As legal expert Jonathan David Shaub, a former Justice Department attorney, has told Yahoo News, executive privilege covers only matters related to a president’s “official duties.” Bannon’s “testimony about the events leading up to Jan. 6 almost certainly has no relation to Trump’s official duties as president and relates solely to actions Trump was taking in his personal and political capacity, which is legally distinct,” Shaub told Yahoo News. “By definition, executive privilege does not protect conversations about undermining the Constitution.”

Cheney added that Trump’s lawsuit and claims of privilege appear to incriminate the former president, in her view. “Mr. Bannon’s and Mr. Trump’s privilege arguments do appear to reveal one thing, however: They suggest that President Trump was personally involved in the planning and execution of Jan. 6th. And we will get to the bottom of that,” she said.

Cheney also said that “based on the committee’s investigation, it appears that Mr. Bannon had substantial advance knowledge of the plans for Jan. 6th and likely had an important role in formulating those plans.”

ROME, ITALY - MARCH 25: US president's former strategist Steve Bannon addresses during a debate entitled 'Sovereignism vs Europeanism' on the future of Europe and on how western democracies are transforming, at the headquarters of strategic consultancy Comin & Partners on March 25, 2019 in Rome, Italy. (Photo by Stefano Montesi - Corbis/Corbis via Getty Images)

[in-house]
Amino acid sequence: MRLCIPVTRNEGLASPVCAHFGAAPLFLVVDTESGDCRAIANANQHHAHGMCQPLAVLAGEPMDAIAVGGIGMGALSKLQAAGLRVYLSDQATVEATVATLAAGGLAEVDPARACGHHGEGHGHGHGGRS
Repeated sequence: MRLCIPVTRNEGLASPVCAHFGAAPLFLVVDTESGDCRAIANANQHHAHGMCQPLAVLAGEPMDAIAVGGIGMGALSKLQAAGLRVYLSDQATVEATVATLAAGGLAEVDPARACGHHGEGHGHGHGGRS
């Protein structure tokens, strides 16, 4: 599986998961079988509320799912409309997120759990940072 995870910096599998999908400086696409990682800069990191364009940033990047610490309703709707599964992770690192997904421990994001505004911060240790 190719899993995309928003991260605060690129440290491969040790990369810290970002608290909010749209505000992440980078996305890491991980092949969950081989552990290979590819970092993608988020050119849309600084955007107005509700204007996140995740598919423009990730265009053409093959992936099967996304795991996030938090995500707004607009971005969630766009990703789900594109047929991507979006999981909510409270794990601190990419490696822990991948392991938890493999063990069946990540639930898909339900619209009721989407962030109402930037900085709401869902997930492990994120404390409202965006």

Steve Bannon in Rome in 2019. (Stefano Montesi - Corbis/Corbis via Getty Images)

“On Jan. 6th, a mob breached the security perimeter of this Capitol, assaulted and injured more than 140 police officers, engaged in hand-to-hand violence over an extended period, and invaded and occupied the Capitol building, all in an effort to halt the lawful counting of electoral votes and reverse the results of the 2020 election,” Cheney said. “The day before this all occurred — on Jan. 5th — Mr. Bannon publicly professed knowledge that ‘all hell is going to break loose tomorrow.’ He forecast that the day would be ‘extraordinarily different’ than what most Americans expected.”

The committee’s ability to learn the truth about Jan. 6 is a test of whether the rule of law still applies in America, Thompson said.

“If there’s no accountability for these abuses — if there are different sets of rules for different types of people — then our democracy is in serious trouble,” he said.

At the close of her opening statement, Cheney made an appeal to her Republican colleagues in Congress, who have mostly failed to speak out against Trump’s continued lies about the 2020 election.

U.S. House Select Committee to Investigate the January 6th Attack on the U.S. Capitol Vice-chairperson U.S. Representative Liz Cheney (R-WY) speaks before a vote on a report recommending the U.S. House of Representatives cite Steve Bannon for criminal contempt of Congress during a meeting on Capitol Hill in Washington, U.S., October 19, 2021. REUTERS/Elizabeth Frantz
Members of the Jan. 6 committee cite Steve Bannon for criminal contempt of Congress during a meeting on Capitol Hill on Tuesday. (Elizabeth Frantz/Reuters)

“Let me add one further thought, principally for my Republican colleagues. We all agree that America is the greatest nation on the face of God’s earth. Truth, justice and our Constitution have made America great,” Cheney said. “Almost every one of my colleagues knows in your hearts that what happened on Jan. 6th was profoundly wrong. You all know that there is no evidence of widespread election fraud sufficient to have changed the results of the election. You all know that the Dominion voting machines were not corrupted by a foreign power. You know these claims are false. Yet former President Trump repeats them almost daily, and he has now urged Republicans not to vote in 2022 and 2024,” Cheney said. “This is a prescription for national self-destruction.”